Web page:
DK Earth: Climate Zones
Earth has three main climate zones—tropical, temperate, and polar. These zones can be further divided into smaller zones, each with its own typical climate. A region’s climate, together with its physical characteristics, determines its plant and animal life.
Polar climates are cold and dry, with long, dark winters. In the tundra (a treeless region bordering the Arctic), temperatures rise above freezing for only a few months each year.
Boreal (cold coniferous) forests lie south of the tundra, stretching across much of northern Canada, Scandinavia, and Russia. Temperatures fall below freezing for 4–6 months a year.
On mountains, the temperature decreases with altitude (height), and many high peaks are always covered in snow. Mountain climates are usually wetter and windier than lowland regions.
Temperate climates have warm summers and cool winters with year-round rain or snow. Temperate forests are characterized by deciduous trees, which lose their leaves during the winter.
A Mediterranean climate is found in regions bordering the Mediterranean Sea, and in Australia and California. It is characterized by hot, dry summers and cool, wet winters.
Earth’s deserts are hot and dry year-round, and usually receive less than 10 in (250 mm) of rainfall a year. Deserts are often found in the center of continents, far from the sea.
Dry grasslands are found in the center of continents where temperate variations are extreme. They have hot summers, cold winters, and little rainfall, so very few trees can grow there.
Tropical grasslands, such as the African savanna, lie between desert areas and tropical rainforests. The climate is hot all year, but with a distinct wet season and dry season.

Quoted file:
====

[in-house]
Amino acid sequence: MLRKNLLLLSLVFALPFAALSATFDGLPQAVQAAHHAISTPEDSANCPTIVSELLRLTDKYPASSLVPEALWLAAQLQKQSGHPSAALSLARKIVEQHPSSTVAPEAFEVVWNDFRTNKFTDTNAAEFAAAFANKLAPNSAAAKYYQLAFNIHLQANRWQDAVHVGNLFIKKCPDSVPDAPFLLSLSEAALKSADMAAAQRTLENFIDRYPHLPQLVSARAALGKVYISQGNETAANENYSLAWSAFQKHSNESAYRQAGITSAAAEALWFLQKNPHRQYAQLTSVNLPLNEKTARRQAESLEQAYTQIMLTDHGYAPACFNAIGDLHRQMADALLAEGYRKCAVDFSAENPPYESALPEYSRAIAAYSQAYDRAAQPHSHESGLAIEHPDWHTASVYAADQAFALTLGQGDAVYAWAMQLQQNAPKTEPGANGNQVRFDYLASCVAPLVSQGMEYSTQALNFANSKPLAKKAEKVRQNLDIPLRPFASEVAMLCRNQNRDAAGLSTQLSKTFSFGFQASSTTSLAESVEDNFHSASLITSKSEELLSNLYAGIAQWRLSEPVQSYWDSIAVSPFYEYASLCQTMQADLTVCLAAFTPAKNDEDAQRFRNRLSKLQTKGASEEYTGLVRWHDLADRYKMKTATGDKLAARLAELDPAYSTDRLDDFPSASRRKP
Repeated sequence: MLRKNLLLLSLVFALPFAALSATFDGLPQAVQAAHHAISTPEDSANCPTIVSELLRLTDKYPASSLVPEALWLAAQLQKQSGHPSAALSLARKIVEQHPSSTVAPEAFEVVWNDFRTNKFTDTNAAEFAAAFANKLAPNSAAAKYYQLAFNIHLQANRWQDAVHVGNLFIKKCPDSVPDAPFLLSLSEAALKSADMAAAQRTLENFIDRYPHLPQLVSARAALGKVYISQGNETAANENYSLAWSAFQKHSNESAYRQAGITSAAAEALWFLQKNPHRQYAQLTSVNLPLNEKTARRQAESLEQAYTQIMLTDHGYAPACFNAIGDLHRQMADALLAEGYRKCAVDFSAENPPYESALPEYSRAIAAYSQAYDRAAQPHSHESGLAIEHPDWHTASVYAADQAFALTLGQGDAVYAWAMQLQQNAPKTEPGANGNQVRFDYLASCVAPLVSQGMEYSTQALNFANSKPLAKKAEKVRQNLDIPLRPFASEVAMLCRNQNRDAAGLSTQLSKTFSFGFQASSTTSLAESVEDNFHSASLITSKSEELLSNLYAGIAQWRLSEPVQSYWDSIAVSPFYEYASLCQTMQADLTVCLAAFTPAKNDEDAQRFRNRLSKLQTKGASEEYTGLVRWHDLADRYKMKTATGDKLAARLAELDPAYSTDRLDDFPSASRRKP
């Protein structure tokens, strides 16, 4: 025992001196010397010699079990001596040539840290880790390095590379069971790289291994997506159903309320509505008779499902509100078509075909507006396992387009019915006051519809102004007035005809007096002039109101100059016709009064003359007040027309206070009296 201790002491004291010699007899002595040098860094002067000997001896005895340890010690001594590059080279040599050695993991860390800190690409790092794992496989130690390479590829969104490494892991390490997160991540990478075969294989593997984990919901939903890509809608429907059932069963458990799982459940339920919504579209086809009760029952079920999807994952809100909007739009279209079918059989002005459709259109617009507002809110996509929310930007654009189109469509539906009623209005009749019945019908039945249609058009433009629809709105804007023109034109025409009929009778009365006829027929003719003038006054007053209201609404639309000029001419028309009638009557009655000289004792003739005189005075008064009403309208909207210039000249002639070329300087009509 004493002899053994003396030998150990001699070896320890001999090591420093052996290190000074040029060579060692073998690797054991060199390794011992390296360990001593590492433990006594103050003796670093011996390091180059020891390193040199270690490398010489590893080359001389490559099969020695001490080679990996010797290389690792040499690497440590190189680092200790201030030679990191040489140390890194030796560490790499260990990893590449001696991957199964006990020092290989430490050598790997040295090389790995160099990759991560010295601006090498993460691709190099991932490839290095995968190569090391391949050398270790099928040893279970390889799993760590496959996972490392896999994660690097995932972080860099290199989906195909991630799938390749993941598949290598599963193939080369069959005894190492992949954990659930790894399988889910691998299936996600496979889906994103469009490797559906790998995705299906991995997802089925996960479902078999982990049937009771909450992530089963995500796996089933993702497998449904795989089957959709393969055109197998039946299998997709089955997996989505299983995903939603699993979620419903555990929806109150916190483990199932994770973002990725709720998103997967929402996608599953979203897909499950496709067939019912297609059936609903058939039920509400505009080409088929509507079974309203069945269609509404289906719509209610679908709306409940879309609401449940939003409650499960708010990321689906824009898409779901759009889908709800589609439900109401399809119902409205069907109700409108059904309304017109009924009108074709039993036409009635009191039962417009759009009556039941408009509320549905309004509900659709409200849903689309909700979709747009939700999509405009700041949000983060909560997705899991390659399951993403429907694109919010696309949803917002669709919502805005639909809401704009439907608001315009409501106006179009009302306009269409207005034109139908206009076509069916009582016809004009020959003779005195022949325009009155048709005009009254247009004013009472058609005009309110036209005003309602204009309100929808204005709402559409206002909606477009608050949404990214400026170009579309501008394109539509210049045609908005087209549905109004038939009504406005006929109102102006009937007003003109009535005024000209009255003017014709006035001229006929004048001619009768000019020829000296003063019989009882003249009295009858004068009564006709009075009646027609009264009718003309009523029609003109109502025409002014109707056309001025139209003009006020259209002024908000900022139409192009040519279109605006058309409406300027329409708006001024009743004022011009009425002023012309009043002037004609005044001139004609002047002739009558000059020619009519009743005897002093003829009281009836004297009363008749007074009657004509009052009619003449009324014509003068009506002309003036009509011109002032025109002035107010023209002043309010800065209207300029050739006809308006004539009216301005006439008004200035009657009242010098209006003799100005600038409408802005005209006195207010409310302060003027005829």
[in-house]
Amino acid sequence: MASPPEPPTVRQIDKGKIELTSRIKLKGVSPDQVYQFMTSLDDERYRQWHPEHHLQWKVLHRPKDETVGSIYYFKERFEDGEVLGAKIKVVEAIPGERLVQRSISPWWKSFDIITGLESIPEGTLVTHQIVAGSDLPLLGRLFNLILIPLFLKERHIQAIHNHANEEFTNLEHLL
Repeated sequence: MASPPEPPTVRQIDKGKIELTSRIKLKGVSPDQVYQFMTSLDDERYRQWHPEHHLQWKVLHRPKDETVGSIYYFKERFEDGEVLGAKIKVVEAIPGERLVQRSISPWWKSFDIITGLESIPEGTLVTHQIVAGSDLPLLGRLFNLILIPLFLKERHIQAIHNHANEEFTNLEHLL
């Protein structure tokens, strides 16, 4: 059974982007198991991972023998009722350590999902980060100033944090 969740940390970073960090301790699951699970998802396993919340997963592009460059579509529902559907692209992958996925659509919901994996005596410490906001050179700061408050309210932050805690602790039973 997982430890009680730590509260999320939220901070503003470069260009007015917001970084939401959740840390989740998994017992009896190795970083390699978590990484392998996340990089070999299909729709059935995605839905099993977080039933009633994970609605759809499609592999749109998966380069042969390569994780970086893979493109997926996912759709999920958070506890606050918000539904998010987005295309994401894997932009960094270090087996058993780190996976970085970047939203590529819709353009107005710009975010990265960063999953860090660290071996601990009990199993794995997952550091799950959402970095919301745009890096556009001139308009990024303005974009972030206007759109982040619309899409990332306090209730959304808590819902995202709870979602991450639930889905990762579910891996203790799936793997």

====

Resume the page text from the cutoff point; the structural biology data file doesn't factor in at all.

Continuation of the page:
A small area with a different climate to its surroundings is said to have its own microclimate. Examples include a city or a rooftop garden. The temperature in cities may be around 11ºF (6ºC) warmer than the surrounding countryside because buildings and paved streets hold the Sun’s heat longer than vegetation. Artificial heating in buildings also contributes to higher city temperatures.
Over the past two million years, Earth’s climate has slowly changed. Long, cold periods called ice ages, or glacials, have been interspersed with warmer periods. The last ice age ended about 10,000 years ago. At its height, all of northern Europe and parts of North America, Siberia, New Zealand, Tasmania, and the southernmost tip of South America were covered by ice sheets up to 3,300 ft (1,000 m) thick.
Some scientists believe that Earth will enter another ice age in a few thousand years. However, almost all scientists believe that pollution caused by human activities is slowly causing the planet to grow warmer—a phenomenon called global warming.
Naturalist Louis Agassiz studied glaciers and the effects of ice erosion in areas where glaciers no longer existed. He put forward the theory that much of Europe and North America was once covered by ice sheets. Through his work, the idea of “ice ages” became generally accepted.